Although the standard of ride reached the usual good standard expected of an underfloor-engined model, it seemed marginally firmer than on some other recent coaches. Little roll was evident when cornering despite a high floor level.

Very little basic alteration appeared to have been made to the steering in producing the 36-ft. Leopard as compared with the 30-ft. models from which it was derived. A greater lock angle has been obtained, as the wheel turning circles are actually slightly less, but six turns of the steering wheel continue to be required to go from one lock to the other. Not unnaturally, a little of the lightness of the small models' steering appeared to have been lost. Oddly enough, this seemed less evident when cornering or in slow speed manoeuvring than on straight roads and I have the impres sion that there may have been a trace of mechanical tightness in the steering box of the test vehicle, either due to slight maladjustment or lingering newness. As things stood, the castor action was barely sufficient for the vehicle to maintain a straight course without occasional slight correction although the steering would self-centre to a nicely-judged degree after cornering. Virtually no reaction

could be felt when traversing poor surfaces.

The swept turning circle on left lock was, as measured, 4 in. over the legal maximum in this country. This was clearly a matter of adjustment since numerons Leopard PSU3 models have passed official tests of this feature. It is worth remarking, however, that the sidelarnps, forming part of the moulding over the front grille on the Duple Dragonfly body, would have eliminated this excess if mounted elsewhere, quite apart from appearing very vulnerable in their present position.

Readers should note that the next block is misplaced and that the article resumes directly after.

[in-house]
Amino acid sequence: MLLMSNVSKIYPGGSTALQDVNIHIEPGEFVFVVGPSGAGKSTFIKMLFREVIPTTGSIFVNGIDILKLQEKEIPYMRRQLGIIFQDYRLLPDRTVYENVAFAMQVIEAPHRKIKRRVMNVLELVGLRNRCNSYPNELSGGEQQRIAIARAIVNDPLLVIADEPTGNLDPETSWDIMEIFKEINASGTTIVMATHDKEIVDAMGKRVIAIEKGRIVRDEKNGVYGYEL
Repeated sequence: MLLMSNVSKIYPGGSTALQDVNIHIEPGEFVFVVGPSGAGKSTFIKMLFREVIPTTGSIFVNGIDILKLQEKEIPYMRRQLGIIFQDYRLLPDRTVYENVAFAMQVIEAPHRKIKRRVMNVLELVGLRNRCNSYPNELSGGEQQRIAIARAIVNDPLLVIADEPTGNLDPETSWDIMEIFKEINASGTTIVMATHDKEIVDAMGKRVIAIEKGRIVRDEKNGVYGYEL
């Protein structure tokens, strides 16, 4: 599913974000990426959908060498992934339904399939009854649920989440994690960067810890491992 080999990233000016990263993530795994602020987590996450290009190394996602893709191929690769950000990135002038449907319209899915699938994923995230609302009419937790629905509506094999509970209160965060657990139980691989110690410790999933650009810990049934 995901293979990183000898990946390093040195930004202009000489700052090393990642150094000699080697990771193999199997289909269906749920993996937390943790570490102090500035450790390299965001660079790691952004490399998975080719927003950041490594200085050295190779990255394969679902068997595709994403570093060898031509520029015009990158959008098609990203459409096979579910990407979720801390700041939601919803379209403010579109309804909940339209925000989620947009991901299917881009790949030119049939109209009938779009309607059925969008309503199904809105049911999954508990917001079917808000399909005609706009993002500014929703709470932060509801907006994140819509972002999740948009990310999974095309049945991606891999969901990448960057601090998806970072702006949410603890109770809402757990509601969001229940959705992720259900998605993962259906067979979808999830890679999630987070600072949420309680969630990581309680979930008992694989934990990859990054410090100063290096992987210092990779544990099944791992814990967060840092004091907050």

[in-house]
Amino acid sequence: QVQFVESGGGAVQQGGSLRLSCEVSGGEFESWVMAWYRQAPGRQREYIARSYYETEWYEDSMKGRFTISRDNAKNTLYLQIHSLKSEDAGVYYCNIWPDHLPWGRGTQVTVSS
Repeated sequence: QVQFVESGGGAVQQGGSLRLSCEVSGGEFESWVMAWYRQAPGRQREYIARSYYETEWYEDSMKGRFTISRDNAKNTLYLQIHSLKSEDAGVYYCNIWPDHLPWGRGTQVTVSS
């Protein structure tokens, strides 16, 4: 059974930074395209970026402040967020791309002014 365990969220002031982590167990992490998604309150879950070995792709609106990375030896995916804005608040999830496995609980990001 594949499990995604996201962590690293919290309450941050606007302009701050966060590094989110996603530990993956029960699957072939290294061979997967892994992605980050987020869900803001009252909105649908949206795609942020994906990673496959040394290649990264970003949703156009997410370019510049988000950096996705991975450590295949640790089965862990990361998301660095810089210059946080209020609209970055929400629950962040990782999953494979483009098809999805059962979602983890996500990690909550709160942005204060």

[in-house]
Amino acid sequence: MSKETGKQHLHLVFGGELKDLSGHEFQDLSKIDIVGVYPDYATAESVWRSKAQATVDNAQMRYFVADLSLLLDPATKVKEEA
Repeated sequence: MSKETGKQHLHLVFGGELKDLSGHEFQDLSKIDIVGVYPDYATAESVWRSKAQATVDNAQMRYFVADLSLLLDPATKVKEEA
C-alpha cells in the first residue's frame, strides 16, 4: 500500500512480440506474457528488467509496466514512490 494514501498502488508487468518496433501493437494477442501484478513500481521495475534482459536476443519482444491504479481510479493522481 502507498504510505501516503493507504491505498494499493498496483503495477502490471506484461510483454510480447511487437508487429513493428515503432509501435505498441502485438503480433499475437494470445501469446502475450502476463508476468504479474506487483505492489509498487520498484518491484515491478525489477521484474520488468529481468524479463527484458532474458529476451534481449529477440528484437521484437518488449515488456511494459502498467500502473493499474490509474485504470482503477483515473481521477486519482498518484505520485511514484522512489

The driving position is of the comparatively upright form usual on underfloor-engined models, giving a good sense of control. The steering wheel feels large not only because of its 22-in, diameter but also because of its massive circularsection rim. I would have preferred a slightly slimmer rim, although I admit this is largely a matter of taste and that the finger grips on the underside are well-designed. The pedals are well placed and of shape and movement which make them comfortable to operate, the Leyland organpedal accelerator being, I feel, one of the best of its kind.

The gear-change action was a little on the heavy side but noticeably less so than on the .Tiger Cub with a similar

gearbox tested last year. The mounting of the clutchoperating fluid reservoir and exposed cables on the steering column give a crude appearance, out of keeping with the rest of the interior.

The Blackpool Duple factory had made a neat job of mounting the switches, radio controls, etc., and these could all be reached quite easily by the driver, although it would be necessary for him to memorize some of the positions. The instrument panel was badly positioned, however, the speedometer being obscured by the steering wheel hub. The windscreen bottom rail was a little higher than on most underfloor-engined models with consequent slight toss of vision immediately in front of the vehicle, although this was not noticeable in normal driving.

The standard of comfort given by the passenger seats in the Dragonfly body was very good, the choice of 49 as the seating capacity allowing adequate leg room. The interior finish was attractive and the slender pillars helped in giving good vision. Creaks and rattles were conspicuous by their absence, apart from one minor front-end squeak.

Virtually complete access to the engine and other amidships-mounted units is given through the openings in the side skirts and floor. The fuel injection pump and governor are more accessible than on most models of this layout, being mounted in an upright position on the nearside of the engine just below frame level.

Whilst the Leopard in the form tested is not the fastest chassis in its class it has the characteristic of covering the ground quite rapidly without seeming to require conscious " pushing " by the driver. A slightly higher top gear would undoubtedly suit it on motorways, the 4-111 to I singlespeed axle being probably about right for this purpose although it would limit the maximum gradient ability to something like 1 in 7 fully laden, quite apart from not giving the fluency of performance of the two-speed unit. The highest combination of two-speed axle ratios available, 3.31 and 4-5 to 1 seems likely to give too high an overall top gear to be practical under most conditions. For most operators' duties the vehicle seems to strike a happy balance between performance and economy, with outstanding refinement, just as it is.


People: S OME
Locations: Leyland